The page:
Inter-ministerial consultations are being held to assess the implications such an agreement may have for the services sector in the country.
Official sources told Business Standard that the government had not yet sounded out the US authorities on the proposal.
The proposal has been mooted in the wake of some significant relaxations made for export of services by developing countries in the new draft text for a World Trading Organisation agreement finalised in Geneva last week.
If the proposal goes through, the existing quantitative curbs on the movement of Indian engineers, software programmers, scientists, accountants and other professionals to the US will be removed.
Similarly, the Indian government has to completely relax the restrictions on the opening of branches of US banks and insurance companies in the country.
It will become easier to travel to the US for education, just as the Indian health-care industry can offer its services to US patients without any restrictions.
Government sources pointed out that the impact of a free trade agreement on services with the US would benefit India in many ways.
According to them, India will benefit from cross-border trade -- banking or architectural services rendered through the telecommunications network or mail -- overseas services -- consumers travelling for tourism, medical treatment or to attend educational establishments -- and from movement of professionals to offer services -- software engineers working in foreign countries.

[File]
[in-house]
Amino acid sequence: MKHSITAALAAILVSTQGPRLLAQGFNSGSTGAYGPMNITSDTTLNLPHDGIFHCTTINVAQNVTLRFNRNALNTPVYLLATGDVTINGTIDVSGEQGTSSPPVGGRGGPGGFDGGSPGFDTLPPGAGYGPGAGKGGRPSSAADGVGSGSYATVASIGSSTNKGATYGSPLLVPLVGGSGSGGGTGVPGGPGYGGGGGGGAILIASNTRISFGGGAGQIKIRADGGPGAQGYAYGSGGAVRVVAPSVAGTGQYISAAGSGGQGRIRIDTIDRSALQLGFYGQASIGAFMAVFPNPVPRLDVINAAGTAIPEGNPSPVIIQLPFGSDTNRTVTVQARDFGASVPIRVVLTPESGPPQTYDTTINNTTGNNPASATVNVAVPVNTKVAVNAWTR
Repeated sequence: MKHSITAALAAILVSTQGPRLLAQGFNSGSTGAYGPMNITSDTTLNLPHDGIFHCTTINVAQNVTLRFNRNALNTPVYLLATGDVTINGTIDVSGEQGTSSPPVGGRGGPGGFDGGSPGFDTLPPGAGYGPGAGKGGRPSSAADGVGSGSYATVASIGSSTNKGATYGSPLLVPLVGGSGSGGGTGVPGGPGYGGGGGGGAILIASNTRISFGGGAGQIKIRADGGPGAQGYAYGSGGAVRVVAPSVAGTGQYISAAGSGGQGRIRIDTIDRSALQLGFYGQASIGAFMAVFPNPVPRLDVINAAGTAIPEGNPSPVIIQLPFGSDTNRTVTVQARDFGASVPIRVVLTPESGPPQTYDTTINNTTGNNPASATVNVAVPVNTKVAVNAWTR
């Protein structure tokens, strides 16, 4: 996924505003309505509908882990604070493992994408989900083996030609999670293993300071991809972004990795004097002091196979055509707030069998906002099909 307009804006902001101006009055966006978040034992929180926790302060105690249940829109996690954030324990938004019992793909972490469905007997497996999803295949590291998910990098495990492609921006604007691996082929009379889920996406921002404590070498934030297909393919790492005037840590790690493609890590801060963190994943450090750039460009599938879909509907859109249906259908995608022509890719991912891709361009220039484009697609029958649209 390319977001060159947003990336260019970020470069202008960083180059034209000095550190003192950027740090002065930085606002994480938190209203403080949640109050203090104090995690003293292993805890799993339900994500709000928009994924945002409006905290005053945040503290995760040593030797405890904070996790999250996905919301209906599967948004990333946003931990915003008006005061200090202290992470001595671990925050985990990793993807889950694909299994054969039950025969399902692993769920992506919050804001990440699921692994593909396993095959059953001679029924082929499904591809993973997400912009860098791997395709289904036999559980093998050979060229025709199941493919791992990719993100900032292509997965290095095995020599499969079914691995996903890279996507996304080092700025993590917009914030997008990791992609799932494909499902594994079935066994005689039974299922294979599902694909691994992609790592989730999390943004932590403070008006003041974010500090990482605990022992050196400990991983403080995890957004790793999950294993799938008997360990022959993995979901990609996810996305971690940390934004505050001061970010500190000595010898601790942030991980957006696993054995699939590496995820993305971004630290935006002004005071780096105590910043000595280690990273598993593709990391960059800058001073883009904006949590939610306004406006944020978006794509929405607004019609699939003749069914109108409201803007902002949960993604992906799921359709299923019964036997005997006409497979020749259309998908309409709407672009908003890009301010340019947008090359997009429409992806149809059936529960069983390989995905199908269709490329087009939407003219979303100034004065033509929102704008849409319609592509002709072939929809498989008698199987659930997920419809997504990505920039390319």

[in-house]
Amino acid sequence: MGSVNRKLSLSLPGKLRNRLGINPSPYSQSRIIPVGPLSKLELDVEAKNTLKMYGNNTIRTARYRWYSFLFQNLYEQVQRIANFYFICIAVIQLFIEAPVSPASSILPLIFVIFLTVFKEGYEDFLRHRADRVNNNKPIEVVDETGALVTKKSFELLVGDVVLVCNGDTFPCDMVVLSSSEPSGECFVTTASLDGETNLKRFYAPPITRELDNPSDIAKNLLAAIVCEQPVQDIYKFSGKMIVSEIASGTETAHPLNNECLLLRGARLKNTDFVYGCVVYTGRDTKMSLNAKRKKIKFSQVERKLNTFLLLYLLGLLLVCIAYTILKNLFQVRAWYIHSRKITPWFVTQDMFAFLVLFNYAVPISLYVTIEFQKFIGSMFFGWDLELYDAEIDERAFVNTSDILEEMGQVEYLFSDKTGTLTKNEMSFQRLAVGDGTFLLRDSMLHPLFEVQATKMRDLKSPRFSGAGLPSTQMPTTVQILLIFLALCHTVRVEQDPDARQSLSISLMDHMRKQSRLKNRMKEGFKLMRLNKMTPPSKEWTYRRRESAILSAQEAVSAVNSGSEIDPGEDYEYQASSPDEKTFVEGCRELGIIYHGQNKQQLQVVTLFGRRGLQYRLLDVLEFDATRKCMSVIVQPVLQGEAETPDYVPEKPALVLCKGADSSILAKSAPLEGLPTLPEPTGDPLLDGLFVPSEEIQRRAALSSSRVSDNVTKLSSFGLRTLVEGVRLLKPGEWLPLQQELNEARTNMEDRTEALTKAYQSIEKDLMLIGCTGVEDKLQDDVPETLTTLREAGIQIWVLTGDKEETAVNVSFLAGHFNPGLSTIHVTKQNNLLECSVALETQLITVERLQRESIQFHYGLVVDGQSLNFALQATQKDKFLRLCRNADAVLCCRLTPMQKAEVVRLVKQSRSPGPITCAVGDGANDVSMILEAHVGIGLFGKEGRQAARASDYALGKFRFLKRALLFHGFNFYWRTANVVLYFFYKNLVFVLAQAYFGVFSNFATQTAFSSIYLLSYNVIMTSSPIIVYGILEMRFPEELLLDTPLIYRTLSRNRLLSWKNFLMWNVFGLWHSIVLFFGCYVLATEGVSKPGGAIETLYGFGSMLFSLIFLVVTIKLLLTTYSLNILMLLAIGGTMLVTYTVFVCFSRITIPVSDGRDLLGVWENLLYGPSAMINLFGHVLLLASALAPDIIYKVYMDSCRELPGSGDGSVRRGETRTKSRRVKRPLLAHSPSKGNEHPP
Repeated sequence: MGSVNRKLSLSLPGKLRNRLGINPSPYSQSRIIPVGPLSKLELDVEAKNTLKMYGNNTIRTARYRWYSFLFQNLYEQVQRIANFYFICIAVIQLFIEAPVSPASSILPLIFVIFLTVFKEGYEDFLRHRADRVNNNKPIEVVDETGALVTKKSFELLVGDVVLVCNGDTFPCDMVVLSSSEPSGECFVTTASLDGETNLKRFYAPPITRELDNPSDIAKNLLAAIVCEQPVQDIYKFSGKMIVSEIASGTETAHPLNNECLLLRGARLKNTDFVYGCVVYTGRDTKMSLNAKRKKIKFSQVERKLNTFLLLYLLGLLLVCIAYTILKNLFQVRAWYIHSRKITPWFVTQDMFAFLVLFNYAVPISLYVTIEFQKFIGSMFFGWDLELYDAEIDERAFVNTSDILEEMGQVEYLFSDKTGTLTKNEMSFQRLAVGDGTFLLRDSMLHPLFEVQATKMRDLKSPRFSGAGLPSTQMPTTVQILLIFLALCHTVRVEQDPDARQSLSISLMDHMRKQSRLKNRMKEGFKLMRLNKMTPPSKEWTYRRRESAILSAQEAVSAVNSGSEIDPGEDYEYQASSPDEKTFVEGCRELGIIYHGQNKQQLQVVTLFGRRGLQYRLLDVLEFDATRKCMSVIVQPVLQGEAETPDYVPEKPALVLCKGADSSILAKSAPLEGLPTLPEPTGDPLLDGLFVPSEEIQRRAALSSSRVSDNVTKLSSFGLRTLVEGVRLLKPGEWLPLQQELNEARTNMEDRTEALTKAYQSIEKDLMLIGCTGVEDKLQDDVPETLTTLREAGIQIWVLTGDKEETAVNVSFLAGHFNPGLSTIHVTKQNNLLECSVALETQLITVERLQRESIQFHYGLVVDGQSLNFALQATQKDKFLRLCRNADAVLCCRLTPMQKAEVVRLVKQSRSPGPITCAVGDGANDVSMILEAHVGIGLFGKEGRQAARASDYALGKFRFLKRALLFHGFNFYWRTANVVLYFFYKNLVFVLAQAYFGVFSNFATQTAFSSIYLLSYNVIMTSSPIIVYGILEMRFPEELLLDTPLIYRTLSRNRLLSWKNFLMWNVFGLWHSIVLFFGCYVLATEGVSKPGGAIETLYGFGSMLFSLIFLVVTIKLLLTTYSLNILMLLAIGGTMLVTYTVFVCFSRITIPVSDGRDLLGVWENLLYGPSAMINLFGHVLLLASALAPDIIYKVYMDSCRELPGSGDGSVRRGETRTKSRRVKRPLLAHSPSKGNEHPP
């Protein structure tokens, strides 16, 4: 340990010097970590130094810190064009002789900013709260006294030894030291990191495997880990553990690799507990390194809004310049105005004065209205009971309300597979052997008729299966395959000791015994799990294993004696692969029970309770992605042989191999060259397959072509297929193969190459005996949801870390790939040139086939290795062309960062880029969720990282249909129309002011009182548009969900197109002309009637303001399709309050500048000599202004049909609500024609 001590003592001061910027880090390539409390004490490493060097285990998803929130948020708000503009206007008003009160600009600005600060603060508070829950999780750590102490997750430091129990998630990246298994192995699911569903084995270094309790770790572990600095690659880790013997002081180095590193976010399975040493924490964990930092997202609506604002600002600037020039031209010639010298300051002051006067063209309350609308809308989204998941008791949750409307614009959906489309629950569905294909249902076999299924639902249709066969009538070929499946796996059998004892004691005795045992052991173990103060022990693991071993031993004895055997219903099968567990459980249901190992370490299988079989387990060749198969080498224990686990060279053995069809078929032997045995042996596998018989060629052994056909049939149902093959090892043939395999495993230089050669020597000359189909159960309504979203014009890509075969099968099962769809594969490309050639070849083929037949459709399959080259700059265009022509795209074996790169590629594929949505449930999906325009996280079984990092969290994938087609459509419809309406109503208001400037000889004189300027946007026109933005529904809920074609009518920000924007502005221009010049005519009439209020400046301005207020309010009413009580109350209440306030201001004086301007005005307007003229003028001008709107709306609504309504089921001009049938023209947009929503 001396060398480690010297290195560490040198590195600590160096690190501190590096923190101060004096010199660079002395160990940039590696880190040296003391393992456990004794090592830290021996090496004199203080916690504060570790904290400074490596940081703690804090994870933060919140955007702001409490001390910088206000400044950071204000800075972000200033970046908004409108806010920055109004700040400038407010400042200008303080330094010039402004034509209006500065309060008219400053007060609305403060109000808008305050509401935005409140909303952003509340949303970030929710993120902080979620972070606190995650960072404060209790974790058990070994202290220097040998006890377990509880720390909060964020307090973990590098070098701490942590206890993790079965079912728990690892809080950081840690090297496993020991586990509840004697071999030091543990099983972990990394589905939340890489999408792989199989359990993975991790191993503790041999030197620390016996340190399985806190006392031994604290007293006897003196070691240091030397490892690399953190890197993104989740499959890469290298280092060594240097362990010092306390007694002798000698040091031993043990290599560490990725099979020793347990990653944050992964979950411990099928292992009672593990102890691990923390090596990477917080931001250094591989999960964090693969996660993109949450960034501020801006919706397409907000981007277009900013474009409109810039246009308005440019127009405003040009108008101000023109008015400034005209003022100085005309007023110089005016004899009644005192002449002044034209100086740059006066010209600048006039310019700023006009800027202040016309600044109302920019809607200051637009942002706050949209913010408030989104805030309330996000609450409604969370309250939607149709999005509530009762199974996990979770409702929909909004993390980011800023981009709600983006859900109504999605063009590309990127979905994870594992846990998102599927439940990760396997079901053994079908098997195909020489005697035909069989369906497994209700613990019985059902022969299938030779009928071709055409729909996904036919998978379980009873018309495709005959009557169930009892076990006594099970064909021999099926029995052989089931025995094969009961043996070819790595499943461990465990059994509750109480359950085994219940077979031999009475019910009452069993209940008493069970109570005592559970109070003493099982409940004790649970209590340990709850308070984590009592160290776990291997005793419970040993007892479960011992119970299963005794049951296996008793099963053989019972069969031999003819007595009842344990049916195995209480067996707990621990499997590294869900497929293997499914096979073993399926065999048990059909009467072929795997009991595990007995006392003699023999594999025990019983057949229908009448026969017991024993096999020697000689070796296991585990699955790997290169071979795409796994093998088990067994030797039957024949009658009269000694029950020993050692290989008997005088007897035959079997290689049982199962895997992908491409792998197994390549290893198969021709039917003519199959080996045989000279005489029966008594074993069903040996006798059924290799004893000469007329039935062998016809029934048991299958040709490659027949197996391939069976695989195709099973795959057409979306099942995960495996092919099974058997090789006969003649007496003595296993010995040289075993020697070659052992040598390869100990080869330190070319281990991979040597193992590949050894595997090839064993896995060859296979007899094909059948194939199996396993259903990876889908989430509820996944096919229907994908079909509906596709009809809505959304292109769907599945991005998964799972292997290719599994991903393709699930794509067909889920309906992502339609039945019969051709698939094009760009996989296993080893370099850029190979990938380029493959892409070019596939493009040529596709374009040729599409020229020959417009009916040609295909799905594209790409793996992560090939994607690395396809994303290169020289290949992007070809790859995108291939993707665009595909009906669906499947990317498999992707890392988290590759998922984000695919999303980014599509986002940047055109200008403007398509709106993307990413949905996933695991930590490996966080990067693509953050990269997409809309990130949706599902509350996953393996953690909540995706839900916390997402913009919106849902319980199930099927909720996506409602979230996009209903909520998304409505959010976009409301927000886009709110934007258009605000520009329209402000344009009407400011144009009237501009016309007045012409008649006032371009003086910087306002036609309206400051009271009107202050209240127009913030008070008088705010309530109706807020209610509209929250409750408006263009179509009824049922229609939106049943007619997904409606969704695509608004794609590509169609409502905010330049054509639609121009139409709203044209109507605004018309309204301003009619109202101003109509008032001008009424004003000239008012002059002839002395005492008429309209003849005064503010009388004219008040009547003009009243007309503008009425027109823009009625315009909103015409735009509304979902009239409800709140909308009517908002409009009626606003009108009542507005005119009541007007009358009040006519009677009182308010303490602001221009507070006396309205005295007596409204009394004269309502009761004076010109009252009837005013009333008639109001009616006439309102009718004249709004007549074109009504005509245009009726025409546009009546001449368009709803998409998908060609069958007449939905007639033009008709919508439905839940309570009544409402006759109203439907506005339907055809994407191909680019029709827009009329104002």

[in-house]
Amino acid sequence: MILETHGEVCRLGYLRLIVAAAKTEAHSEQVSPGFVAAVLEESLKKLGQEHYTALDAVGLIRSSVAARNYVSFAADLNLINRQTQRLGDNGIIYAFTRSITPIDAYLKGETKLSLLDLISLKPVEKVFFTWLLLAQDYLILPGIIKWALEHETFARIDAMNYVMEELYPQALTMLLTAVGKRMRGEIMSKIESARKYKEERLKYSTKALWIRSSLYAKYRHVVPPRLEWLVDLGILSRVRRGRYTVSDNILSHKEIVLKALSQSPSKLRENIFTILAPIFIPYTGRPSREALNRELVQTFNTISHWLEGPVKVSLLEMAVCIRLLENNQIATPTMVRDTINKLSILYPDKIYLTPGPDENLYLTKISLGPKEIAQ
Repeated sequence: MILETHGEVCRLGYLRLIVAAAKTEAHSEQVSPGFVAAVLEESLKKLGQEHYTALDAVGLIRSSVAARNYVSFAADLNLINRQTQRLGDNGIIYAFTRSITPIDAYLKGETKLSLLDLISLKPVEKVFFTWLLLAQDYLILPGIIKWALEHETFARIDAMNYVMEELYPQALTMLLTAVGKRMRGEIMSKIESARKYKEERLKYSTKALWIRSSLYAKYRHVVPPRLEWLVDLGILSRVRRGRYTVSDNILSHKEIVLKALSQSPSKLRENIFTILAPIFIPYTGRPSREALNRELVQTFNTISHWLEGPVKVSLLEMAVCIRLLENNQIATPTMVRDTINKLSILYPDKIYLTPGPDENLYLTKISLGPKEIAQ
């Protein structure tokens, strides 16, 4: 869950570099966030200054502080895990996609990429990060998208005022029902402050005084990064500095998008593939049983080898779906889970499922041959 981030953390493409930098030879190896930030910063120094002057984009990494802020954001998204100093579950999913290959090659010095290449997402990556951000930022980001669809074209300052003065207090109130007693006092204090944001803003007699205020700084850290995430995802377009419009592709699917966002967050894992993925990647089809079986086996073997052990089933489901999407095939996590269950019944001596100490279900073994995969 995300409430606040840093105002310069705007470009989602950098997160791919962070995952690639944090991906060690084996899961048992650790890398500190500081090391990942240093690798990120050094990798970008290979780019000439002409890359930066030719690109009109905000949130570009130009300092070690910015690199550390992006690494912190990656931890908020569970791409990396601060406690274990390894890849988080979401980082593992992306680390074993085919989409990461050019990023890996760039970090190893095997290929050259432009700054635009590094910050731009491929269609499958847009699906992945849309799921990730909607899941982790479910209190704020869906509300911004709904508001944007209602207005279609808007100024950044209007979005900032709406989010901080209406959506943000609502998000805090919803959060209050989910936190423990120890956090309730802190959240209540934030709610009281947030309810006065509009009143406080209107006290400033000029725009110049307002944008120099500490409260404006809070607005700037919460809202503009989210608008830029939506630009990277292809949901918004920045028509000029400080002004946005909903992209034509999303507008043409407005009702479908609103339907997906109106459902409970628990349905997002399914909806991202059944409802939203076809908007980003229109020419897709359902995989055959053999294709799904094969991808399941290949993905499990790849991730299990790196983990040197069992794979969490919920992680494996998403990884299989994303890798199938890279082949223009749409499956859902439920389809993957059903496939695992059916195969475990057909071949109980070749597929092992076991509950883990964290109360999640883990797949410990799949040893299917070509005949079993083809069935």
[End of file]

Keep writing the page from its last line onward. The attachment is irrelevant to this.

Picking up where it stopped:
The only area of concern pertains to the offer of commercial services through the establishment of branch offices or agencies abroad. This might allow US banks, insurance companies and telecom operators to set up branch offices in India.
Domestic players in these sectors might feel threatened. But the government is of the view that the opening up of branches of US banks and insurance companies will increase competition in the domestic market and consumers will benefit from improved service.
Moreover, branches are considered relatively safe because in the event of a financial emergency or collapse, the liability is shared by the foreign banks.
The Indian government is expected to use the offer for a free trade agreement on services to strengthen its negotiating position vis-a-vis the US at the next round of WTO talks.
The Indian delegation, led by Commerce and Industry Minister Kamal Nath, took a tough stand on contentious issues of subsidies and market support for agriculture, forcing both the US and the European Union to make a compromise offer.
The government hopes to use the offer for a free trade agreement on services with the US to maintain its tough stand in the coming negotiations.
India's total services exports in 2003 were estimated at $25 billion, of which the US accounts for a large chunk.
Government officials are confident that India's offer for a free trade agreement with the US on services will put more pressure on the developed countries to agree to offer more concessions to services exports from developing countries under the new WTO regime.
If the proposal goes through ...
The existing quantitative curbs on the movement of Indian engineers, software programmers, scientists, accountants and other professionals to the US will be removed
- India has to remove the restrictions on the opening of branches of US banks and insurance companies in the country